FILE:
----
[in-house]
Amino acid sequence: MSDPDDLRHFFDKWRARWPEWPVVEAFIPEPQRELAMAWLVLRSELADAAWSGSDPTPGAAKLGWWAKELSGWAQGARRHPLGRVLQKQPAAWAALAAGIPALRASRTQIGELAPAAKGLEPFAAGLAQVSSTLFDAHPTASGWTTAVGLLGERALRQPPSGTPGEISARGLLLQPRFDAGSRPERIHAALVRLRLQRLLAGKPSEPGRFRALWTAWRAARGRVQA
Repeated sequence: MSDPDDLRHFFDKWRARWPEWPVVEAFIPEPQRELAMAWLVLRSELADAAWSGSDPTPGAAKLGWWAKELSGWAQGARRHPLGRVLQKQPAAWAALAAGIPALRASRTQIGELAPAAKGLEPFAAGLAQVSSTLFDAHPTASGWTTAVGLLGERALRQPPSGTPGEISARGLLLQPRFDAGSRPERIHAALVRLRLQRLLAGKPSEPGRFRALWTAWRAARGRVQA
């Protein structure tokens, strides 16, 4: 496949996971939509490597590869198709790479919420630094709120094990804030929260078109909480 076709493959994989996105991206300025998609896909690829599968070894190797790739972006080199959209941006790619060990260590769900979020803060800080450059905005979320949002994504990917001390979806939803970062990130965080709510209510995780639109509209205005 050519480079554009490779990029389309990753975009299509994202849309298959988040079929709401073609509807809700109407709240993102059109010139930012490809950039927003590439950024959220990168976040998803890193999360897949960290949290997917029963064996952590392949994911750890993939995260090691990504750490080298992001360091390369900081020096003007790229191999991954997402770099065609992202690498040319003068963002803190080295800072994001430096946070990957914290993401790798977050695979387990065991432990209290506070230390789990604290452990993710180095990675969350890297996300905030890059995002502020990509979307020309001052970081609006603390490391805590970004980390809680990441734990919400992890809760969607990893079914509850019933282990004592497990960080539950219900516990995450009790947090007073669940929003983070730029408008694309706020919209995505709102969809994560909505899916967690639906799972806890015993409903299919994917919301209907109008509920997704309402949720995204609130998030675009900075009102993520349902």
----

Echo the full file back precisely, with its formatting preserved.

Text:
[in-house]
Amino acid sequence: MSDPDDLRHFFDKWRARWPEWPVVEAFIPEPQRELAMAWLVLRSELADAAWSGSDPTPGAAKLGWWAKELSGWAQGARRHPLGRVLQKQPAAWAALAAGIPALRASRTQIGELAPAAKGLEPFAAGLAQVSSTLFDAHPTASGWTTAVGLLGERALRQPPSGTPGEISARGLLLQPRFDAGSRPERIHAALVRLRLQRLLAGKPSEPGRFRALWTAWRAARGRVQA
Repeated sequence: MSDPDDLRHFFDKWRARWPEWPVVEAFIPEPQRELAMAWLVLRSELADAAWSGSDPTPGAAKLGWWAKELSGWAQGARRHPLGRVLQKQPAAWAALAAGIPALRASRTQIGELAPAAKGLEPFAAGLAQVSSTLFDAHPTASGWTTAVGLLGERALRQPPSGTPGEISARGLLLQPRFDAGSRPERIHAALVRLRLQRLLAGKPSEPGRFRALWTAWRAARGRVQA
């Protein structure tokens, strides 16, 4: 496949996971939509490597590869198709790479919420630094709120094990804030929260078109909480 076709493959994989996105991206300025998609896909690829599968070894190797790739972006080199959209941006790619060990260590769900979020803060800080450059905005979320949002994504990917001390979806939803970062990130965080709510209510995780639109509209205005 050519480079554009490779990029389309990753975009299509994202849309298959988040079929709401073609509807809700109407709240993102059109010139930012490809950039927003590439950024959220990168976040998803890193999360897949960290949290997917029963064996952590392949994911750890993939995260090691990504750490080298992001360091390369900081020096003007790229191999991954997402770099065609992202690498040319003068963002803190080295800072994001430096946070990957914290993401790798977050695979387990065991432990209290506070230390789990604290452990993710180095990675969350890297996300905030890059995002502020990509979307020309001052970081609006603390490391805590970004980390809680990441734990919400992890809760969607990893079914509850019933282990004592497990960080539950219900516990995450009790947090007073669940929003983070730029408008694309706020919209995505709102969809994560909505899916967690639906799972806890015993409903299919994917919301209907109008509920997704309402949720995204609130998030675009900075009102993520349902």